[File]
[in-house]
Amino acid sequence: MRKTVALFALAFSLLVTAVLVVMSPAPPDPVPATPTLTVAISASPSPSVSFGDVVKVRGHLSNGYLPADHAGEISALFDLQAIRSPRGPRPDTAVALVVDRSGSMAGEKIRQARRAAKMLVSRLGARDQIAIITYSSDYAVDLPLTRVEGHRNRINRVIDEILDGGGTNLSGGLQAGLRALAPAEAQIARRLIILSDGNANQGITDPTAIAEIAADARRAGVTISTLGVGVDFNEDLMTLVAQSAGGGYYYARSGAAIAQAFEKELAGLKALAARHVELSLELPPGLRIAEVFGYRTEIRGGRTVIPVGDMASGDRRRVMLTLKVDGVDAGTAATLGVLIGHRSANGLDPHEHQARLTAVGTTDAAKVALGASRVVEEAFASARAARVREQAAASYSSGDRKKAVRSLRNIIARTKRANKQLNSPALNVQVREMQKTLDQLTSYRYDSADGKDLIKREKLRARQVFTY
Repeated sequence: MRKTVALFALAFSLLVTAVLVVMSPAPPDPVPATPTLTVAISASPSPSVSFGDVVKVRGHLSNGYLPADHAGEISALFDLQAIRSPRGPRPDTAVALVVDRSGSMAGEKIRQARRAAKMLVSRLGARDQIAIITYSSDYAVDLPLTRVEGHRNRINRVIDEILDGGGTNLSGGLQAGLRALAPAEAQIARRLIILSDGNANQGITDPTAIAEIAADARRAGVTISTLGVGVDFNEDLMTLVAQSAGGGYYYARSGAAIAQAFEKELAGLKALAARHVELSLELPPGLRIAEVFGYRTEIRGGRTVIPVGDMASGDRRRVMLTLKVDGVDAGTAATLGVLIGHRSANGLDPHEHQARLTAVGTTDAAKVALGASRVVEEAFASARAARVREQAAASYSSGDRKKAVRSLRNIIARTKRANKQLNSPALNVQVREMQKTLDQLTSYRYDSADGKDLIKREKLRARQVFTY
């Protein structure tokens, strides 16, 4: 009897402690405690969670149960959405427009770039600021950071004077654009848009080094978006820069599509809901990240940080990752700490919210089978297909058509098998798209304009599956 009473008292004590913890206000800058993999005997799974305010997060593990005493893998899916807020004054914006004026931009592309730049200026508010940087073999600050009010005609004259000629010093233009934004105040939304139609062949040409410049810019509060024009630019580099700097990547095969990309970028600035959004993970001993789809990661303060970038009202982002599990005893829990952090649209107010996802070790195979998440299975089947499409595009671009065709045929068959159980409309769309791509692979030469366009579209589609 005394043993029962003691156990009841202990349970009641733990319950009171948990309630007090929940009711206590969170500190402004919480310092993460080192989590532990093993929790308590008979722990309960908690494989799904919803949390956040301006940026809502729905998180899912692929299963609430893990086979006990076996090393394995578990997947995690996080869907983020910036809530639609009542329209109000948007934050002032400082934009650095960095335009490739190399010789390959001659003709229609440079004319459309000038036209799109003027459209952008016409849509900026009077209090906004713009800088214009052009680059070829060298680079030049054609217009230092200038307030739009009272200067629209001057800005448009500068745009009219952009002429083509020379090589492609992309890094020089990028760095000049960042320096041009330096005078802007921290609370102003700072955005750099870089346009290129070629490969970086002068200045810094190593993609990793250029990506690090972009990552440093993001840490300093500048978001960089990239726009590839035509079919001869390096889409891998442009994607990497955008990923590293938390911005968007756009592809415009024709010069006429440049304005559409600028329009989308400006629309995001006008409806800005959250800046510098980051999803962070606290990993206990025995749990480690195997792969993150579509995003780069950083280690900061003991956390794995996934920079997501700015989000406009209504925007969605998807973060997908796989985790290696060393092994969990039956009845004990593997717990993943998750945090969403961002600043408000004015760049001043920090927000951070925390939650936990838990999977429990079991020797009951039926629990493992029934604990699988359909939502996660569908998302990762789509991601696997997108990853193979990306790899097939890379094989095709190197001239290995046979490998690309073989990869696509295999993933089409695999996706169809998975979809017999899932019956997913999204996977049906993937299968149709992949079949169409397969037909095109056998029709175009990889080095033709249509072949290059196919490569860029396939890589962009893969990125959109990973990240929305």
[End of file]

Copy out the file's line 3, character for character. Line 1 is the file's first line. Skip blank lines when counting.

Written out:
Repeated sequence: MRKTVALFALAFSLLVTAVLVVMSPAPPDPVPATPTLTVAISASPSPSVSFGDVVKVRGHLSNGYLPADHAGEISALFDLQAIRSPRGPRPDTAVALVVDRSGSMAGEKIRQARRAAKMLVSRLGARDQIAIITYSSDYAVDLPLTRVEGHRNRINRVIDEILDGGGTNLSGGLQAGLRALAPAEAQIARRLIILSDGNANQGITDPTAIAEIAADARRAGVTISTLGVGVDFNEDLMTLVAQSAGGGYYYARSGAAIAQAFEKELAGLKALAARHVELSLELPPGLRIAEVFGYRTEIRGGRTVIPVGDMASGDRRRVMLTLKVDGVDAGTAATLGVLIGHRSANGLDPHEHQARLTAVGTTDAAKVALGASRVVEEAFASARAARVREQAAASYSSGDRKKAVRSLRNIIARTKRANKQLNSPALNVQVREMQKTLDQLTSYRYDSADGKDLIKREKLRARQVFTY